A few years ago, I might have viewed the above occurrences as chance, or maybe even a sign of the past being manifested as a present branching-off of a celestial event. I wouldn’t be the only one, either — perhaps you would feel similarly. With the wealth of exciting activity occurring in the universe this month that will continue to be observed from our vantage point on Earth, it’s only understandable. 

But let’s really think about it: Anyone can be found on the internet. As of March 2017, statistics suggest that at least half of the world’s population has access to the internet. Interactions such as the ones above are really not that random. It’s just that individually-drawn, personal associations are powerful enough in convincing people otherwise.

As for me, right now, I subscribe to the fact that the world is small as a result of the internet’s far reach — nothing more, or less. 

It’s kind of fun, fascinating, maybe even thrilling. But it’s also really not that deep.

Yoga in a Time of Zombies, Pt. 1

Cat Yoga HeadstandThere are so many obvious benefits that come from partaking in regular yoga practice — immediate (centeredness, mental clarity, improved breathing) and eventual (muscle development, flexibility and stability). From vinayasa to restorative, yoga is clearly one of the best things that a person can incorporate into their workout routines.

When thinking of yoga, though, I immediately fall victim to the Pinterest-perfect ideal  — the long, lithe figure, chill demeanor, and apartment completely free from pet dander. (You’ve seen the pins. You know what I’m talking about). More than eucalyptus or lavender aromatherapy, that particular idea of yoga instantly calms me down. I realize that this is a well-marketed image and not necessarily reality. Still, I can’t help but be sold on the idea.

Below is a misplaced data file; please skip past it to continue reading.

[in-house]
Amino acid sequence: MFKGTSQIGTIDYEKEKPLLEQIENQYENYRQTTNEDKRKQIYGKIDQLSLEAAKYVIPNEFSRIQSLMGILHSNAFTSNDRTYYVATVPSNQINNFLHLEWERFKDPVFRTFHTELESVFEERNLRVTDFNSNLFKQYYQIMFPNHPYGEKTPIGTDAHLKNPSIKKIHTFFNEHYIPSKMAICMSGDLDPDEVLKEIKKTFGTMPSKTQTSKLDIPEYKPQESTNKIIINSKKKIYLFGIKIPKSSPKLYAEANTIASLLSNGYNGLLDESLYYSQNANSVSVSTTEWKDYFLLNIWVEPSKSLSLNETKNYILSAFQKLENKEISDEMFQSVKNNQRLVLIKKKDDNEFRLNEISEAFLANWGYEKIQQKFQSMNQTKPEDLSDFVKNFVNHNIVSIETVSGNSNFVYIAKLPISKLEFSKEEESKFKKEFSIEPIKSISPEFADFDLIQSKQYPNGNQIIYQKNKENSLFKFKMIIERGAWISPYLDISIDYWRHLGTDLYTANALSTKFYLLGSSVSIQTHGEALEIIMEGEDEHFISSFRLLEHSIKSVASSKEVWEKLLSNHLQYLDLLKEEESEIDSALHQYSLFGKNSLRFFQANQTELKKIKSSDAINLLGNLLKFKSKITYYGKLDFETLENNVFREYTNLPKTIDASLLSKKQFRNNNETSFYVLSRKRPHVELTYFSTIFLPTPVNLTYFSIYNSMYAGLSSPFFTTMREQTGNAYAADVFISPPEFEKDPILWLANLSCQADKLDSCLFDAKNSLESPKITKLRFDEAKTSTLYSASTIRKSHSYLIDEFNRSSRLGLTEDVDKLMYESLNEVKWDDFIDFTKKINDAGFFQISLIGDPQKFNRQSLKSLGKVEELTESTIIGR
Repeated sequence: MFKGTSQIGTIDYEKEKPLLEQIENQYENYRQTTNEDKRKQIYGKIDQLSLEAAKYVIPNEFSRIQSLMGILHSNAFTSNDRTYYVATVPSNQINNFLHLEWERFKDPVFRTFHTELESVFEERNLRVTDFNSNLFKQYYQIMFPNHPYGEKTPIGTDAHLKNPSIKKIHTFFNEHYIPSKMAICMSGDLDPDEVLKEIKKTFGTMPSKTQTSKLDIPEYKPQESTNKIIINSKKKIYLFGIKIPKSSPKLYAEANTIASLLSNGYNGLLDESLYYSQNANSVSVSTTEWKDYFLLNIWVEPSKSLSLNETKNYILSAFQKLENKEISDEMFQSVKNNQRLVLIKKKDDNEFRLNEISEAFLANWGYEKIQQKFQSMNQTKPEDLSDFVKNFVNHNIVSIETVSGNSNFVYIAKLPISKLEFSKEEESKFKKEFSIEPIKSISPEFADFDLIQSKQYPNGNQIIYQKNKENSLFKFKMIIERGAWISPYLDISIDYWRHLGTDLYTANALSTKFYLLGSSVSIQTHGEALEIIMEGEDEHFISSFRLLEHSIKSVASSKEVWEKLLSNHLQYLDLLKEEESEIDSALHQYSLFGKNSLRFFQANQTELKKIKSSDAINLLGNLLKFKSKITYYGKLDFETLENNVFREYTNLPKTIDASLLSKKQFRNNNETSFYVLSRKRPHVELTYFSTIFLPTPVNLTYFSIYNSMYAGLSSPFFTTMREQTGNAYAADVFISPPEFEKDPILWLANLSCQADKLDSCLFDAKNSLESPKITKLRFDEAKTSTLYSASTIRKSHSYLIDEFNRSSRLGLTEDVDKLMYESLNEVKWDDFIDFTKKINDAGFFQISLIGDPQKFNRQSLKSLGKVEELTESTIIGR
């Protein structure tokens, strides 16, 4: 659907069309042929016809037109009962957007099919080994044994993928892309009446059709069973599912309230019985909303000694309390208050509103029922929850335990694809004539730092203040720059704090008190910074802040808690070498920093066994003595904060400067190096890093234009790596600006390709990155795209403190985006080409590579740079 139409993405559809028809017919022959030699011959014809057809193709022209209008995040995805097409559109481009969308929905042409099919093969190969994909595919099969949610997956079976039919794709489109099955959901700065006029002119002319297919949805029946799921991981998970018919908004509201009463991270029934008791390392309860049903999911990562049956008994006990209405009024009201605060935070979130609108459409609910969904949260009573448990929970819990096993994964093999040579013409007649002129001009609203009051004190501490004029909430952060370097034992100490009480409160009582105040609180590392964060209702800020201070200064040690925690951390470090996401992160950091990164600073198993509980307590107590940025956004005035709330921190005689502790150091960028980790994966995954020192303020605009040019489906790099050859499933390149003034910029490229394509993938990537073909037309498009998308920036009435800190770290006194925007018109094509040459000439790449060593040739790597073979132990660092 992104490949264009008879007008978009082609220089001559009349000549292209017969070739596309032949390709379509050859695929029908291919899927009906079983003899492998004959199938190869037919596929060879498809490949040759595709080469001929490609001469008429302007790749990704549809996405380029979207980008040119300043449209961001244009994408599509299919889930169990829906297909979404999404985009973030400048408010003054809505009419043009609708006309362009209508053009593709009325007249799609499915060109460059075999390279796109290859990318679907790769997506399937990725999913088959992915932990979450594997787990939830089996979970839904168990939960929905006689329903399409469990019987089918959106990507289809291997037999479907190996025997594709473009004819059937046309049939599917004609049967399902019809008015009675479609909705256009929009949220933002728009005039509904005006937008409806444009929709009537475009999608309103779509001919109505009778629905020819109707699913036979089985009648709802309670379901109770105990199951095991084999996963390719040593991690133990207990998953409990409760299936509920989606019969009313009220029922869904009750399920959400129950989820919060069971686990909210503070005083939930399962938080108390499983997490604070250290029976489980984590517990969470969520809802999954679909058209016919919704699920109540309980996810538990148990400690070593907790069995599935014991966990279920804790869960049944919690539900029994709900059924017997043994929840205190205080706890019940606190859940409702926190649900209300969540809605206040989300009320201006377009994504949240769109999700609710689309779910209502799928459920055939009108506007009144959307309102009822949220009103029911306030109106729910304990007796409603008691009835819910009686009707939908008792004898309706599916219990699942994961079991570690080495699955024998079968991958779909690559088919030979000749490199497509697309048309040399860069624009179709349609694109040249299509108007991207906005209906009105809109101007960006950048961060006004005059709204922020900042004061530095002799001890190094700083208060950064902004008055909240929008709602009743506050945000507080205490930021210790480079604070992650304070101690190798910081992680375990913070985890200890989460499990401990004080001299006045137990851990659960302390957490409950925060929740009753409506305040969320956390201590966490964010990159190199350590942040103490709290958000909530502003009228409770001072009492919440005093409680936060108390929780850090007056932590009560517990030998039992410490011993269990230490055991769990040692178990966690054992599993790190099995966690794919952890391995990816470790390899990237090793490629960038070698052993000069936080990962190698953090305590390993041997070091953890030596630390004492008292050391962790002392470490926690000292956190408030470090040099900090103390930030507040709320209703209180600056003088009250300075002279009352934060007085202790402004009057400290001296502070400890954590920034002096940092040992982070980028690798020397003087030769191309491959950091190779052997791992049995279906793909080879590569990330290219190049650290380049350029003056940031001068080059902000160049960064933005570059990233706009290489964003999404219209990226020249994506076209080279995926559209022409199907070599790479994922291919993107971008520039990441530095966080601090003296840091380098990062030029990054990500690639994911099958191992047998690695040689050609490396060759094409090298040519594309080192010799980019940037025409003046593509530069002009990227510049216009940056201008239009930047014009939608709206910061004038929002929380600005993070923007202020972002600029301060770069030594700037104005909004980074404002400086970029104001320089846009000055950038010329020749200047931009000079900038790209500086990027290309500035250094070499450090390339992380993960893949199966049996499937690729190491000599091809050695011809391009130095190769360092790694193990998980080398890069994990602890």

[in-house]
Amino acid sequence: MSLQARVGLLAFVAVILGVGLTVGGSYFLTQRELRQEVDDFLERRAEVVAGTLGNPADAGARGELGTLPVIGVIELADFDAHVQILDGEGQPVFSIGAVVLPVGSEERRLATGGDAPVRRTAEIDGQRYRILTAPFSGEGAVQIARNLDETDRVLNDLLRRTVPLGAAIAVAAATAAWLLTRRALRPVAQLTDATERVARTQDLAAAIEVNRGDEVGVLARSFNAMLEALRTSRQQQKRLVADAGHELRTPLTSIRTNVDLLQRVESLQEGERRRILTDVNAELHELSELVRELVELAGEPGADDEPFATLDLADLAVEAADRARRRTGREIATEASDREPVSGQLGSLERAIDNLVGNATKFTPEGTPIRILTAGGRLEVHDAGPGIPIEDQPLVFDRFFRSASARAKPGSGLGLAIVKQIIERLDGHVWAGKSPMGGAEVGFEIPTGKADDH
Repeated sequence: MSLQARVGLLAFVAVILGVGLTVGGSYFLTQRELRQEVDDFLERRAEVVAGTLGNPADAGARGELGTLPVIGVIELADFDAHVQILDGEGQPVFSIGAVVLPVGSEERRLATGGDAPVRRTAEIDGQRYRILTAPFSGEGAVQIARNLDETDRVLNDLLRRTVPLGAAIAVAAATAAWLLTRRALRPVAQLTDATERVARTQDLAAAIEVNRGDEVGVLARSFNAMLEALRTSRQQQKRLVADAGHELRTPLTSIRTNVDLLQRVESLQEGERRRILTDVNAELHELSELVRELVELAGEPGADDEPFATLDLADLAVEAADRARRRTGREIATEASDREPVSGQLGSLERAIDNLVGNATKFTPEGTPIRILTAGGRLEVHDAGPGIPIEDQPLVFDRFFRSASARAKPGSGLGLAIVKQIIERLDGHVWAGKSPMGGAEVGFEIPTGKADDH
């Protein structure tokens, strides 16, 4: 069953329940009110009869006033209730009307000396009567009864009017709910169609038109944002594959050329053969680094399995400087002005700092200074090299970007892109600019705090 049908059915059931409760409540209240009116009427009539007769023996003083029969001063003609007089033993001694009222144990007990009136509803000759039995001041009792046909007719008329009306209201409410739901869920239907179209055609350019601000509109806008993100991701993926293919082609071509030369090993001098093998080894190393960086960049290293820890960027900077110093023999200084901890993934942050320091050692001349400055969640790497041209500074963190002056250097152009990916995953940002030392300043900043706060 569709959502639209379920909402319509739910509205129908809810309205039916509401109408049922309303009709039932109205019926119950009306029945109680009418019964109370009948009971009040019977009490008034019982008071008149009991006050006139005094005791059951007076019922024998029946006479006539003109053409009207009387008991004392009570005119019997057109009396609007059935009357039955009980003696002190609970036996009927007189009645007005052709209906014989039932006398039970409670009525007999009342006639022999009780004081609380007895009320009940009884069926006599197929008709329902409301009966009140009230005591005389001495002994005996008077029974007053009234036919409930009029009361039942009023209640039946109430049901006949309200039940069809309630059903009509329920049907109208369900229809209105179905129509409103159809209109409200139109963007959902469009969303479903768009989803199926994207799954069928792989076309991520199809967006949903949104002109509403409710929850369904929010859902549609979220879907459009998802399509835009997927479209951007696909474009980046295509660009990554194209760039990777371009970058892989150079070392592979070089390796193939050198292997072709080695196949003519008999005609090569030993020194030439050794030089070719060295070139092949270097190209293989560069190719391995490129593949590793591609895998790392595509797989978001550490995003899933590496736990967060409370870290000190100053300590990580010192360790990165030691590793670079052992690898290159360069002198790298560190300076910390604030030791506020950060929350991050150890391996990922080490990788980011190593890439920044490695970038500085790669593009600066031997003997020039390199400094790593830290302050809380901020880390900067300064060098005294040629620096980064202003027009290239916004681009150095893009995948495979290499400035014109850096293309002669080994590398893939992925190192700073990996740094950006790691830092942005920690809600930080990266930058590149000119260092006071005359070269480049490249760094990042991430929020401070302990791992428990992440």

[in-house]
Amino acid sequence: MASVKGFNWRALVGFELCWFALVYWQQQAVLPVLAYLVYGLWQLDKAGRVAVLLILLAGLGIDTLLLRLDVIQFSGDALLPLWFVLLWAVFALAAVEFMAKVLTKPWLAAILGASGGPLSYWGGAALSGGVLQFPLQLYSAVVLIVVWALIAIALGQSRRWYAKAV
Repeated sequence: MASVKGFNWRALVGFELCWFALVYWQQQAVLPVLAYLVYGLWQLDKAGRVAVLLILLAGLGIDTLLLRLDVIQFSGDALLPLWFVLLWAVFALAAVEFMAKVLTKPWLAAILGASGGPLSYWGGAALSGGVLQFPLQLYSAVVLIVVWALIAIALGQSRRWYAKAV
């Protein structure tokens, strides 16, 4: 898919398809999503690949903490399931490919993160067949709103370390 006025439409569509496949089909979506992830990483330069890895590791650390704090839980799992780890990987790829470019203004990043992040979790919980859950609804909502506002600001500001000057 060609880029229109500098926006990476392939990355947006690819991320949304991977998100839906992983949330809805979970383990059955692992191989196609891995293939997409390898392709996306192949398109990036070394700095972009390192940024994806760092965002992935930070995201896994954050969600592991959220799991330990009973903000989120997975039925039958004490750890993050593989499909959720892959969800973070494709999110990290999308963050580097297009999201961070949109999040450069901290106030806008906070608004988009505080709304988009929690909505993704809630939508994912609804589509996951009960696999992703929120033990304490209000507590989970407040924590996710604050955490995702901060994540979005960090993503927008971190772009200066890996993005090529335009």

This is usually where I start asking myself just how many asanas and savasanas I plan on doing in the zombie apocalypse, because the answer is probably not many. Gyms and studios will turn into sanctuaries and fitness equipment of all kinds will turn into weapons. Namaste what? All that we know now will be replaced by the need to survive.

That said, I’m beginning to wonder if I’ve tricked myself into thinking that partaking in mostly functional exercise is a most efficient way to prepare for the coming of the undead. I am more than aware that cross-training ups the ante on not just the physical, but largely the mental aspect of a workout. In either case, I’d really like my thighs to stop jiggling before civilization as we know it ceases to exist, and I’ve heard there’s a few flows for that.

What’s your favorite style of yoga? I’ve already a few options to explore and am looking forward to documenting them in this series. Topping my list is mastering pigeon pose, warrior series (especially the flow into warrior 3), and honestly just making and keeping the time to devote to practice.

Let the adventure begin, for as much time as we have left this side of turning.

Be sure to check out my zombie-tinged strength training series here:

Episode 5
Episode 4
Episode 3
Episode 2
Episode 1